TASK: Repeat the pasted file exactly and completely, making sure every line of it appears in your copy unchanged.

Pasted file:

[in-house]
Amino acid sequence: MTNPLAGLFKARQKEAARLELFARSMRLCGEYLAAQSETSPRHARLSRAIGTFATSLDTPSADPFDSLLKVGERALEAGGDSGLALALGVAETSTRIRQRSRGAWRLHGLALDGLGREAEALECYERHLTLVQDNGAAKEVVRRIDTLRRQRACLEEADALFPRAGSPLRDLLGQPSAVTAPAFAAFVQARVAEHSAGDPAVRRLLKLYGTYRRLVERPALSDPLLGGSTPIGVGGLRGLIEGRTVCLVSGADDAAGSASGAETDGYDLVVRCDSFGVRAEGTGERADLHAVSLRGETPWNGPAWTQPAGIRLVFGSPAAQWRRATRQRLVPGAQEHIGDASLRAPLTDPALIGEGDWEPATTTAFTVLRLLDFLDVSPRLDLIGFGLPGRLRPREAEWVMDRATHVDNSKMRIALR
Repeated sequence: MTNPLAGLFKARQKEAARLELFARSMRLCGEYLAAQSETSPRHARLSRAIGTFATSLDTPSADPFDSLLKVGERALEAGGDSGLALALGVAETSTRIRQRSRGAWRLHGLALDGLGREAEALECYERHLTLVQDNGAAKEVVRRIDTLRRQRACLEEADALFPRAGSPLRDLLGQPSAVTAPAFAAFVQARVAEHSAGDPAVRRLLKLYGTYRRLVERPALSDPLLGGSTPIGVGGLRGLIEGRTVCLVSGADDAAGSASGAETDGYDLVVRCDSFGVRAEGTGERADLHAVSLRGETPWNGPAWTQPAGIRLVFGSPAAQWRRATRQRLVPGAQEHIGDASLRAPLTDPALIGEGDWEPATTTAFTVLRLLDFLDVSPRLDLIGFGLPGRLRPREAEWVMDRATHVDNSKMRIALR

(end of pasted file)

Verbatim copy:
[in-house]
Amino acid sequence: MTNPLAGLFKARQKEAARLELFARSMRLCGEYLAAQSETSPRHARLSRAIGTFATSLDTPSADPFDSLLKVGERALEAGGDSGLALALGVAETSTRIRQRSRGAWRLHGLALDGLGREAEALECYERHLTLVQDNGAAKEVVRRIDTLRRQRACLEEADALFPRAGSPLRDLLGQPSAVTAPAFAAFVQARVAEHSAGDPAVRRLLKLYGTYRRLVERPALSDPLLGGSTPIGVGGLRGLIEGRTVCLVSGADDAAGSASGAETDGYDLVVRCDSFGVRAEGTGERADLHAVSLRGETPWNGPAWTQPAGIRLVFGSPAAQWRRATRQRLVPGAQEHIGDASLRAPLTDPALIGEGDWEPATTTAFTVLRLLDFLDVSPRLDLIGFGLPGRLRPREAEWVMDRATHVDNSKMRIALR
Repeated sequence: MTNPLAGLFKARQKEAARLELFARSMRLCGEYLAAQSETSPRHARLSRAIGTFATSLDTPSADPFDSLLKVGERALEAGGDSGLALALGVAETSTRIRQRSRGAWRLHGLALDGLGREAEALECYERHLTLVQDNGAAKEVVRRIDTLRRQRACLEEADALFPRAGSPLRDLLGQPSAVTAPAFAAFVQARVAEHSAGDPAVRRLLKLYGTYRRLVERPALSDPLLGGSTPIGVGGLRGLIEGRTVCLVSGADDAAGSASGAETDGYDLVVRCDSFGVRAEGTGERADLHAVSLRGETPWNGPAWTQPAGIRLVFGSPAAQWRRATRQRLVPGAQEHIGDASLRAPLTDPALIGEGDWEPATTTAFTVLRLLDFLDVSPRLDLIGFGLPGRLRPREAEWVMDRATHVDNSKMRIALR